Making any meaningful change in body composition is an opportunity to learn about the most important factor that will illicit the most dramatic progress…YOU.
Your work schedule, family dynamic, daily stresses, nutritional habits and menstrual cycle (for females) are unique to you.
No book or magazine can tell you exactly how to eat, train, and more importantly, educate you on the perceived outcome of these changes on your own day-to-day life.
They can certainly give you a great foundation to work from, but as your life is fluid, your journey to achieving the best changes in body composition must be just as adaptable.
Self-education is an extremely important part of making consistent progress.
Understanding how you work, and crucially, why any change works for you, can be a formidable tool in your quest for change.
There are some small but important steps that you can make to educate yourself.
Taking these steps will not only improve the rate in which you change your physique, but also make those changes to your routine a daily habit that lasts.
It will help answer the age-old questions of when certain foods work for you, how to offset cravings without making poor food choices, and how your daily nutrition can positively or negatively impact recovery and training intensity.
You should track the following six key factors on a daily basis to make this as effective as possible.
This can give you a more objective view on the changes you have made and the knock on effect on your progress.
All you need for this is a notepad or the Notes application on your smartphone and a little patience and consistent input.
All points are to be tracked at the same time of day to ensure consistency. Tracking for energy levels, sleep quality, cravings and mood can be scored on a simple 1-5 scale, with 1 being very poor and 5 being very good.
1. Sleep Quality
Sleep is one of the most important parts of recovery during intense bouts of training. So tracking how much good quality deep sleep you get, even though this can be subjective, will allow you to make small but smart changes to your daily routine in order to optimise the quality of this important recovery tool.
2. Sleep Quantity
How much sleep are you having? In reality, we cannot all have the recommended seven or eight hours. Our busy, over-stressed lives often do not permit it. However, this should not affect our ability to track and improve the time we do sleep. Maximising the length of deep and REM sleep can have a positive impact on results. For further reading on sleep, read our article on 4 ways to improve your sleeping pattern.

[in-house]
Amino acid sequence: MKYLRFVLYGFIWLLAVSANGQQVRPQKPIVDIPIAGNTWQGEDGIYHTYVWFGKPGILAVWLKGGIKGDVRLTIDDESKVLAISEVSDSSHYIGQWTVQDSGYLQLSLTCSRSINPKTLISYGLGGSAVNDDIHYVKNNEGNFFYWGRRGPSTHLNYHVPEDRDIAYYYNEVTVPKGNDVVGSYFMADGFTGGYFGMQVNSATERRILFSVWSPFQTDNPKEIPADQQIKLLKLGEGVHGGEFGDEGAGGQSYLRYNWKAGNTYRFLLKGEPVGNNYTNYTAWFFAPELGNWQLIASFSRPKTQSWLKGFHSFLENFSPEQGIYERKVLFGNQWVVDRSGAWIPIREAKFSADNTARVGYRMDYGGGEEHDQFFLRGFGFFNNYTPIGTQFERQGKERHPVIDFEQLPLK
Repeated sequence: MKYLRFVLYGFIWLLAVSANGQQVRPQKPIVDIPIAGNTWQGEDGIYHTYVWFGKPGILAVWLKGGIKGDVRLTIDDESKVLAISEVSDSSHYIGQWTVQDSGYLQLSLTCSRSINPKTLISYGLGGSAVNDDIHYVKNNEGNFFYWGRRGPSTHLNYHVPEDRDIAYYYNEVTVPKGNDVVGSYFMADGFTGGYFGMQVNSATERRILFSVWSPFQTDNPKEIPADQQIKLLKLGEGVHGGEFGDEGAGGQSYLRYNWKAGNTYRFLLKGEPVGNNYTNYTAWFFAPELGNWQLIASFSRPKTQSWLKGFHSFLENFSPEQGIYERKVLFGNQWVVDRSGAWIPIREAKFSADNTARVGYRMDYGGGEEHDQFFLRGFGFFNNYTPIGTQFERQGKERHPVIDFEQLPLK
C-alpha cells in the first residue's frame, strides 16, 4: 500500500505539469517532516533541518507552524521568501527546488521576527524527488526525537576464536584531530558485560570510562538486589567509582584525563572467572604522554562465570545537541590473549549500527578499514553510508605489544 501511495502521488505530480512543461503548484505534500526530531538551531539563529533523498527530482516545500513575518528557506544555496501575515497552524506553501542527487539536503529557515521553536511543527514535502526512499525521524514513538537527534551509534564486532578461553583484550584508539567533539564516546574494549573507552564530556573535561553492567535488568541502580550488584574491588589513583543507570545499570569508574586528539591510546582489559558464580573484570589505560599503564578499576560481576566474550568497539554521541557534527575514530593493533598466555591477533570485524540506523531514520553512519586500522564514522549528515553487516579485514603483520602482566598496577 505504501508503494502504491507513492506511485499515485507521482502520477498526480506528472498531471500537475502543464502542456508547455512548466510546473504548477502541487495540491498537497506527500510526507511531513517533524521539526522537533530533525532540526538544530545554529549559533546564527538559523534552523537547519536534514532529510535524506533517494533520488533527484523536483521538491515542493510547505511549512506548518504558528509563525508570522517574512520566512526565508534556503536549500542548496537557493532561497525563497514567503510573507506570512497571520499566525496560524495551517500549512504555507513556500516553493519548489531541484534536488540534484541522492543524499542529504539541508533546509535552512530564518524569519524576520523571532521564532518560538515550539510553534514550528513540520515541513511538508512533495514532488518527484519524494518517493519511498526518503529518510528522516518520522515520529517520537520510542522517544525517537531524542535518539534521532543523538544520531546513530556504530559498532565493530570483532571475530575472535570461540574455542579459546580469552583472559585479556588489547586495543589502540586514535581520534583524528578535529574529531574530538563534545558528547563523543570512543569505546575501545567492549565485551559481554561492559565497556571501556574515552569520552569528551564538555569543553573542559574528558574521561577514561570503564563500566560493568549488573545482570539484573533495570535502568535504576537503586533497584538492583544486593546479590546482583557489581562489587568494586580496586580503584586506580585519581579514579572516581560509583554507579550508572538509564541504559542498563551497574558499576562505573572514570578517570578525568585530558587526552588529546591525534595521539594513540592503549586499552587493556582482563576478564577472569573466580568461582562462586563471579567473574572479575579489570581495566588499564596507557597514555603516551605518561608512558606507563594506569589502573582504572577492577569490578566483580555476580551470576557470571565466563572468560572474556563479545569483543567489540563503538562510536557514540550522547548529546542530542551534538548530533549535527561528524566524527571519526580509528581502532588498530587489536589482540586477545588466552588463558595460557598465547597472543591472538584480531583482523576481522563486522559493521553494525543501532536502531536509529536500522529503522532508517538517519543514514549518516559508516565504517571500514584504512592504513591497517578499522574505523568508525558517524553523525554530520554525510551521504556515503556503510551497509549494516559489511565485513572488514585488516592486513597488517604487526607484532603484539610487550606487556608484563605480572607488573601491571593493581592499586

This ties in very well with points 1 and 2. Energy levels at any given time of day can affect our decision-making abilities. This can, and often does, lead to poorer food choices, increased cravings and poor recovery from training.
4. Daily Food and Hydration
Hydrated cells are happy cells. They require a broad spectrum of nutrients and water to function optimally. Nutrient transport, optimal hormonal output and nervous system efficiency are all affected by your daily nutrition and hydration. If you want to focus more, improve energy levels and reduce stress, then ensure you eat from the land and drink your H2O.
5. Day of Menstrual Cycle and Cravings
For females, understanding the monthly cycle can be a game changer when it comes to improving results. Learning when you crave sugary foods, when your energy dips, and when your sleep is compromised around the monthly changes, will give you a more proactive approach when it comes to your progress. You can make changes that will allow for continued progress while minimising the potential for making poor choices.
6. Track Your Workouts
How are you performing in the gym? If performance markers (reps performed, sets completed, load lifted) drop, then the above points will allow you to identify patterns and make changes more educated, taking way the need to guess.